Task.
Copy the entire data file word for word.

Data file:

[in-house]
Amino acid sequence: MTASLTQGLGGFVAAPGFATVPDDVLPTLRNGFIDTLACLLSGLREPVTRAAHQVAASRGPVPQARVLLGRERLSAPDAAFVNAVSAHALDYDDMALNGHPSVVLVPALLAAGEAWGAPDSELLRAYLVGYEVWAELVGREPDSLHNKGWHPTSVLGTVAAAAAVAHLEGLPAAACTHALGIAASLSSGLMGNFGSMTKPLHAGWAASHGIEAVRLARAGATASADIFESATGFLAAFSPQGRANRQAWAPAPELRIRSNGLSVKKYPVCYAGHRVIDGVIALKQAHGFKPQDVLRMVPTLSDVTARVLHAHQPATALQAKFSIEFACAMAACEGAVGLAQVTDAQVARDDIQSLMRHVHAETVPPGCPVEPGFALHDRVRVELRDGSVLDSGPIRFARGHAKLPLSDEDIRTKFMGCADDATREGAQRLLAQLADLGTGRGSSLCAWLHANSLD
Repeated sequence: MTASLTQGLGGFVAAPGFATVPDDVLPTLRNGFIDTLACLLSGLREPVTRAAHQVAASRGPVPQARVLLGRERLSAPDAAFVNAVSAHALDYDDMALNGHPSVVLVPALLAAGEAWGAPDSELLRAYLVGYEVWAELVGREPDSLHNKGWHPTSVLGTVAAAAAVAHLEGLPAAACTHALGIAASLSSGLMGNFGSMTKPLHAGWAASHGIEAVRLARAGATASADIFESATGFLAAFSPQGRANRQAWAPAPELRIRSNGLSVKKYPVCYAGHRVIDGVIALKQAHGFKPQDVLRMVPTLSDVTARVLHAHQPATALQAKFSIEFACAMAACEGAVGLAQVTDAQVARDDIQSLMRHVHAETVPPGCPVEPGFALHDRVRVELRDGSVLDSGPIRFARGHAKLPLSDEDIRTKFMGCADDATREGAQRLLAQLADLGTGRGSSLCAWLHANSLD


[in-house]
Amino acid sequence: MTASLTQGLGGFVAAPGFATVPDDVLPTLRNGFIDTLACLLSGLREPVTRAAHQVAASRGPVPQARVLLGRERLSAPDAAFVNAVSAHALDYDDMALNGHPSVVLVPALLAAGEAWGAPDSELLRAYLVGYEVWAELVGREPDSLHNKGWHPTSVLGTVAAAAAVAHLEGLPAAACTHALGIAASLSSGLMGNFGSMTKPLHAGWAASHGIEAVRLARAGATASADIFESATGFLAAFSPQGRANRQAWAPAPELRIRSNGLSVKKYPVCYAGHRVIDGVIALKQAHGFKPQDVLRMVPTLSDVTARVLHAHQPATALQAKFSIEFACAMAACEGAVGLAQVTDAQVARDDIQSLMRHVHAETVPPGCPVEPGFALHDRVRVELRDGSVLDSGPIRFARGHAKLPLSDEDIRTKFMGCADDATREGAQRLLAQLADLGTGRGSSLCAWLHANSLD
Repeated sequence: MTASLTQGLGGFVAAPGFATVPDDVLPTLRNGFIDTLACLLSGLREPVTRAAHQVAASRGPVPQARVLLGRERLSAPDAAFVNAVSAHALDYDDMALNGHPSVVLVPALLAAGEAWGAPDSELLRAYLVGYEVWAELVGREPDSLHNKGWHPTSVLGTVAAAAAVAHLEGLPAAACTHALGIAASLSSGLMGNFGSMTKPLHAGWAASHGIEAVRLARAGATASADIFESATGFLAAFSPQGRANRQAWAPAPELRIRSNGLSVKKYPVCYAGHRVIDGVIALKQAHGFKPQDVLRMVPTLSDVTARVLHAHQPATALQAKFSIEFACAMAACEGAVGLAQVTDAQVARDDIQSLMRHVHAETVPPGCPVEPGFALHDRVRVELRDGSVLDSGPIRFARGHAKLPLSDEDIRTKFMGCADDATREGAQRLLAQLADLGTGRGSSLCAWLHANSLD